Weygandt kieso kimmel_ch08_fraud_internal control and cash
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  • 1. On the topic, “Challenges Facing Financial Accounting,” what did the AICPA Special Committee on Financial Reporting suggest should be included in future financial statements? Non-financial Measurements (customer satisfaction indexes, backlog information, and reject rates on goods purchases). Forward-looking Information Soft Assets (a company’s know-how, market dominance, marketing setup, well-trained employees, and brand image). Timeliness (no real time financial information)
  • Service Cost - Actuaries compute service cost as the present value of the new benefits earned by employees during the year. Future salary levels considered in calculation. Interest on Liability - Interest accrues each year on the PBO just as it does on any discounted debt. Actual Return on Plan Assets - Increase in pension funds from interest, dividends, and realized and unrealized changes in the fair market value of the plan assets. Amortization of Unrecognized Prior Service Cost - The cost of providing retroactive benefits is allocated to pension expense in the future, specifically to the remaining service-years of the affected employees. Gain or Loss - Volatility in pension expense can be caused by sudden and large changes in the market value of plan assets and by changes in the projected benefit obligation. Two items comprise the gain or loss: difference between the actual return and the expected return on plan assets and, amortization of the unrecognized net gain or loss from previous periods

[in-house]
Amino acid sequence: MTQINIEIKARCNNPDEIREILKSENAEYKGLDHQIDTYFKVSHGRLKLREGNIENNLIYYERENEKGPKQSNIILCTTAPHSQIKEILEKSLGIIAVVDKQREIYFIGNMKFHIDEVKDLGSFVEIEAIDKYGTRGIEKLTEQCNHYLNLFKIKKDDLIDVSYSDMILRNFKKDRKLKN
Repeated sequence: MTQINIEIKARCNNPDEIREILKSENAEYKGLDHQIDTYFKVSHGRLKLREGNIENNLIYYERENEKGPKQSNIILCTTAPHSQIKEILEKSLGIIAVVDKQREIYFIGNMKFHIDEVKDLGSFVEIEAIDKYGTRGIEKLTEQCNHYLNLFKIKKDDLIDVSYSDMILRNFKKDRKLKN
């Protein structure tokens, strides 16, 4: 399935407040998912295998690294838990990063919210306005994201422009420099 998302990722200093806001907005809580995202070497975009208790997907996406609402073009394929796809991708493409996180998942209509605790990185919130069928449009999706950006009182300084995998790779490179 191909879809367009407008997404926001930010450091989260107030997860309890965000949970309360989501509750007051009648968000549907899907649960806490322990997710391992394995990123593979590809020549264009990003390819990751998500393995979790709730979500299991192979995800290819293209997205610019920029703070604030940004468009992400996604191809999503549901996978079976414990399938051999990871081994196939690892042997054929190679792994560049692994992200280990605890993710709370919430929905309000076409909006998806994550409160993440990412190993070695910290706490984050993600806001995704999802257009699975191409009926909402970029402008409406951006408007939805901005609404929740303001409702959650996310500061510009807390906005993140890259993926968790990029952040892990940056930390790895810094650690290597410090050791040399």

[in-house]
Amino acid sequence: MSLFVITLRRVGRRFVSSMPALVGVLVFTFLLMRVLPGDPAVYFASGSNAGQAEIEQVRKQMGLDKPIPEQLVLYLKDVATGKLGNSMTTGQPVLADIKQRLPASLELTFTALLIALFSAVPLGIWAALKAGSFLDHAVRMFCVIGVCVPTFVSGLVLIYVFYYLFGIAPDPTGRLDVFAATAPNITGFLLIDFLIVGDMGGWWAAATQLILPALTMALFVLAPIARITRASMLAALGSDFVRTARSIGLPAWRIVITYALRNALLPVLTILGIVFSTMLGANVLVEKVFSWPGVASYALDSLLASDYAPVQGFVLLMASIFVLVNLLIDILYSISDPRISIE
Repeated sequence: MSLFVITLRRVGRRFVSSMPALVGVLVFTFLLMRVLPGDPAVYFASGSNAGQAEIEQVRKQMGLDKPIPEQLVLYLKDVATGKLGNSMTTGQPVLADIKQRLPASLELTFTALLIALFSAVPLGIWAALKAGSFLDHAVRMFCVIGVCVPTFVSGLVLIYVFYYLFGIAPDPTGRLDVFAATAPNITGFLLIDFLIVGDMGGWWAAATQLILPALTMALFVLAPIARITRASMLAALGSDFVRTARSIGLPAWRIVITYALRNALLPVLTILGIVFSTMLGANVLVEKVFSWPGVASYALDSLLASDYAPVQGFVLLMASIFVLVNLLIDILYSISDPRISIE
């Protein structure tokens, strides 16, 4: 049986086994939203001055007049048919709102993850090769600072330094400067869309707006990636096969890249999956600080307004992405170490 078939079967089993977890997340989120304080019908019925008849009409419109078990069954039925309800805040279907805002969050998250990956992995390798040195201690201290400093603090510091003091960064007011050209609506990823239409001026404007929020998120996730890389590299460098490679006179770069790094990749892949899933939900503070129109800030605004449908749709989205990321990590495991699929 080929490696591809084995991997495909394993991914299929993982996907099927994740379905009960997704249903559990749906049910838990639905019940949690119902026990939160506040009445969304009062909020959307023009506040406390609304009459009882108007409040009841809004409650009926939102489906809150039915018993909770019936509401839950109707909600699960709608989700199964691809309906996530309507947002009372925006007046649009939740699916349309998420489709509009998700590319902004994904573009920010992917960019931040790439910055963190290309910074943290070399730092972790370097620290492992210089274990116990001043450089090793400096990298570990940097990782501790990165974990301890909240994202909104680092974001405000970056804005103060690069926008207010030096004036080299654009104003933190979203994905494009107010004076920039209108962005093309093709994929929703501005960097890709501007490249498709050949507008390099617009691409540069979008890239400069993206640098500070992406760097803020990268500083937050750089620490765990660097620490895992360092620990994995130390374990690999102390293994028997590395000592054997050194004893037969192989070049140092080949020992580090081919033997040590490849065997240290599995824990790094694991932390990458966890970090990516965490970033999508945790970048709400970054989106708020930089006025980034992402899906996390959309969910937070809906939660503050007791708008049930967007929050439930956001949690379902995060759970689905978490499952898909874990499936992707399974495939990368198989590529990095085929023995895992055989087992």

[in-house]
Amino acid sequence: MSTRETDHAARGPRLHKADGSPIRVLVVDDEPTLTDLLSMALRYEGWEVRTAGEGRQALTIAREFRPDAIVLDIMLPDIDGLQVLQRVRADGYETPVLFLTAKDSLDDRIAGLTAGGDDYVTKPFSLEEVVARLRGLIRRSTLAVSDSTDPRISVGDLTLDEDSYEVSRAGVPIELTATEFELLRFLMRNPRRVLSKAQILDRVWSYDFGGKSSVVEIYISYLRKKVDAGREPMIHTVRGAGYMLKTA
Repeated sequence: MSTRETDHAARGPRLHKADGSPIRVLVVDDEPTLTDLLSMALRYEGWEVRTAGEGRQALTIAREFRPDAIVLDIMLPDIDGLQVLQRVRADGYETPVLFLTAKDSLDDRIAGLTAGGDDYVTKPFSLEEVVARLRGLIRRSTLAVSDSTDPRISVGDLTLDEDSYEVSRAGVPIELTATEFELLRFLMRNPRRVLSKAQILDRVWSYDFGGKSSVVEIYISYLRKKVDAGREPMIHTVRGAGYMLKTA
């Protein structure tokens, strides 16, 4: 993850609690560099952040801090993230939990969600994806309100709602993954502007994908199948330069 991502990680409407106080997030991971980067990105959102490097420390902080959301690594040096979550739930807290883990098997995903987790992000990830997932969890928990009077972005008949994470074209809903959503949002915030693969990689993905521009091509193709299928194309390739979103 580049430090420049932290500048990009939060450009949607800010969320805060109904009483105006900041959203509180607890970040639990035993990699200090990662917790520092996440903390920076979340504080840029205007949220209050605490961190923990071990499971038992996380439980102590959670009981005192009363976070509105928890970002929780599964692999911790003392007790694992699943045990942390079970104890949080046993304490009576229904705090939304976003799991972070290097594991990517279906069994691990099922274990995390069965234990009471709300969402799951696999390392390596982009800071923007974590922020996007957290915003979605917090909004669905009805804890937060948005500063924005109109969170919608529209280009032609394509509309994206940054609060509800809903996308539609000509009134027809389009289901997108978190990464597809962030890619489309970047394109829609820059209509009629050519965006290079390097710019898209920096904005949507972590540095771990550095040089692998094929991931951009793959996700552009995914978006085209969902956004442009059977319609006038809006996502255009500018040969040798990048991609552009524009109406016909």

• Question 8-3 (textbook) This is a violation of the internal control principle of establishing responsibility. In this case, each sales clerk should have a separate cash register or cash register drawer.
  • Question 8-8 (textbook) ( a ) The concept of reasonable assurance rests on the premise that the costs of establishing control procedures should not exceed their expected benefit. (b) The human element is an important factor in a system of internal control. A good system can become ineffective through employee fatigue, carelessness, or in difference. Moreover, internal control may become ineffective as a result of collusion.
  • Question 8-14 (textbook)
  • Question 2-19 (textbook) No, Jim is not correct . The proper sequence is as follows : ( b ) Business transaction occurs. ( c ) Information entered in the journal. ( a ) Debits and credits are posted to the ledger. ( e ) Trial balance is prepared. ( d ) Financial statements are prepared.